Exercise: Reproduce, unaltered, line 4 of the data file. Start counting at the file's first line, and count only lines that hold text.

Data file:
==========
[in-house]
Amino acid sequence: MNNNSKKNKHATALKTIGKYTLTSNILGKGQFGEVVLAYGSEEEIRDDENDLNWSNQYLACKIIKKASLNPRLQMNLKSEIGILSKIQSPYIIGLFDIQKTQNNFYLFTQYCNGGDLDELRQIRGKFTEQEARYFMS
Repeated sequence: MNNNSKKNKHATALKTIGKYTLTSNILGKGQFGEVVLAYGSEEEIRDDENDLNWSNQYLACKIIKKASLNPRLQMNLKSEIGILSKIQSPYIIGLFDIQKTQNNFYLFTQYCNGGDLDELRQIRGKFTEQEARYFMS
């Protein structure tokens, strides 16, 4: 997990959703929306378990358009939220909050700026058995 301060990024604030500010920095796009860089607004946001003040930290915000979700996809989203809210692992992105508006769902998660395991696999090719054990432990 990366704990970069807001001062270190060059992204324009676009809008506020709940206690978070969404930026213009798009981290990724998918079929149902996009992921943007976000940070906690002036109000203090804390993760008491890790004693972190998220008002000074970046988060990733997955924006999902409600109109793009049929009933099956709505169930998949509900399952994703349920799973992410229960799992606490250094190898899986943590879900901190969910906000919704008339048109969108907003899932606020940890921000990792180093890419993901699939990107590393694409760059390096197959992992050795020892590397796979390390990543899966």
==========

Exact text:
């Protein structure tokens, strides 16, 4: 997990959703929306378990358009939220909050700026058995 301060990024604030500010920095796009860089607004946001003040930290915000979700996809989203809210692992992105508006769902998660395991696999090719054990432990 990366704990970069807001001062270190060059992204324009676009809008506020709940206690978070969404930026213009798009981290990724998918079929149902996009992921943007976000940070906690002036109000203090804390993760008491890790004693972190998220008002000074970046988060990733997955924006999902409600109109793009049929009933099956709505169930998949509900399952994703349920799973992410229960799992606490250094190898899986943590879900901190969910906000919704008339048109969108907003899932606020940890921000990792180093890419993901699939990107590393694409760059390096197959992992050795020892590397796979390390990543899966």